Second-hand kit in demand as new tractor registrations slump

Long manufacturing lead times for new machinery are reducing the number of agricultural tractor registrations in the UK.

With fewer new tractors available, demand for second-hand machinery is booming and high-specification tractors with low hours are reported to be in most demand.

Brown & Co divisional partner George Watchorn says the lack of availability and ever-increasing prices of new equipment are helping to support the second-hand market.

See also: Fall in June tractor registrations as supply issues worsen

Mr Watchorn said: “I can’t see that trend changing in the coming months, while those factors are still present in the marketplace.

“Demand is strong in the UK, and we are also selling a lot overseas as well to eastern Europe and Ireland.”

The items selling best at the moment, according to Mr Watchorn, are low-houred second-hand tractors and good clean cultivation equipment.

Bill King, chairman and auctioneer at Cheffins, says good-quality second-hand machinery prices have risen since the pandemic and are still rising.

Mr King said: “Generally, there is a shortage of second-hand equipment coming through to the market, because the new equipment isn’t being supplied as quickly as it was pre-pandemic. Therefore the trade-ins aren’t coming on to the second-hand market.”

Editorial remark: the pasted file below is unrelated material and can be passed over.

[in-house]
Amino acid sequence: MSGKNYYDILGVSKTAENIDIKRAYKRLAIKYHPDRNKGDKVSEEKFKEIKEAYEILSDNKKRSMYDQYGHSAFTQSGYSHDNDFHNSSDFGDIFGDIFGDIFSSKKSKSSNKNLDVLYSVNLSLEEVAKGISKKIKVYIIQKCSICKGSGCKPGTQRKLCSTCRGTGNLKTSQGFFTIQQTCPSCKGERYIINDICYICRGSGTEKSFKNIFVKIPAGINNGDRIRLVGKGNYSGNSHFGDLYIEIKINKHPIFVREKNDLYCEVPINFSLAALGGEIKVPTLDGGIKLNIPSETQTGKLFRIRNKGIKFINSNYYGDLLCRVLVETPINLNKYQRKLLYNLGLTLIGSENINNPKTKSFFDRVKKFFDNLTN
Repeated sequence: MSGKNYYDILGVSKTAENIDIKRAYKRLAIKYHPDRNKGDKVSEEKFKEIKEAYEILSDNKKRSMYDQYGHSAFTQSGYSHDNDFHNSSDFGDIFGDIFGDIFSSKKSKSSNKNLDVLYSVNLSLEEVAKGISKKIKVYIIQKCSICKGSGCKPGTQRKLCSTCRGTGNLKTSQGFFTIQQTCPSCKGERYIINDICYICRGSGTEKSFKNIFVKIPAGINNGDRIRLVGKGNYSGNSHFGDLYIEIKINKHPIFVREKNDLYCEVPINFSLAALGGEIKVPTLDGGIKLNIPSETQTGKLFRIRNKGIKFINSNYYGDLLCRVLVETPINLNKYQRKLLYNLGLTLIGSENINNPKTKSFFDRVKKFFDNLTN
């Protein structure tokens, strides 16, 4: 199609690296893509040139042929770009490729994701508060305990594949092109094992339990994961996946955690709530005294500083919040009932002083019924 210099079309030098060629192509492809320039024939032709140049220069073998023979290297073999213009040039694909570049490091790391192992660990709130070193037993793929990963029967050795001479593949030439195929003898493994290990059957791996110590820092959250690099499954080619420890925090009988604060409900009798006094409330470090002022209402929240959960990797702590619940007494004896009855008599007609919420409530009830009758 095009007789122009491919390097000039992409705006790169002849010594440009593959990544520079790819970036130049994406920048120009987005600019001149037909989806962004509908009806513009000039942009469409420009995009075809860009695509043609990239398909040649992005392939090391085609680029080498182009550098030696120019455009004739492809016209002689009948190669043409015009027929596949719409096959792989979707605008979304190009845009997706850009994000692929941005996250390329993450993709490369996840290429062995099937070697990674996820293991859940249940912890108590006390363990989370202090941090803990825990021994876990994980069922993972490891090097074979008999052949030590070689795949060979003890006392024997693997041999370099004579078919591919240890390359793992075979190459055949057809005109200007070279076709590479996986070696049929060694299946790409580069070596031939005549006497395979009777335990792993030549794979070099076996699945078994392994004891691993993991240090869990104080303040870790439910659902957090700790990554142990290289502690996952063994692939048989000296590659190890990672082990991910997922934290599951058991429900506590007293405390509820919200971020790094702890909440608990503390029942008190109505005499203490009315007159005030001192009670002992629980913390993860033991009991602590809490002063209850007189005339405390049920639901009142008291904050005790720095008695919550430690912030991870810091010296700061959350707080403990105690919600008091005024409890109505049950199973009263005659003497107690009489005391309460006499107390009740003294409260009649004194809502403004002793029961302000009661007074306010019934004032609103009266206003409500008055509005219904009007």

Equipment is being held on for longer, which means the better-quality machinery with lower hours and higher spec are in short supply and fetching a premium, according to Mr King.

“A lot of manufacturers have also increased prices this year, so the higher the value of a new piece of equipment, the higher the impact on second-hand residual prices,” he said.

New tractor registrations

The number of registrations of new tractors in July dropped by 4.5% on the same month last year, with just 973 units registered.

During the first seven months of 2022, the number of new registrations was 7,393, down by 6% on the previous year.

Stephen Howarth, agricultural economist at the Agricultural Engineers Association, cites supply-chain challenges and longer lead times as the major reasons for the fall in the number of machines being registered.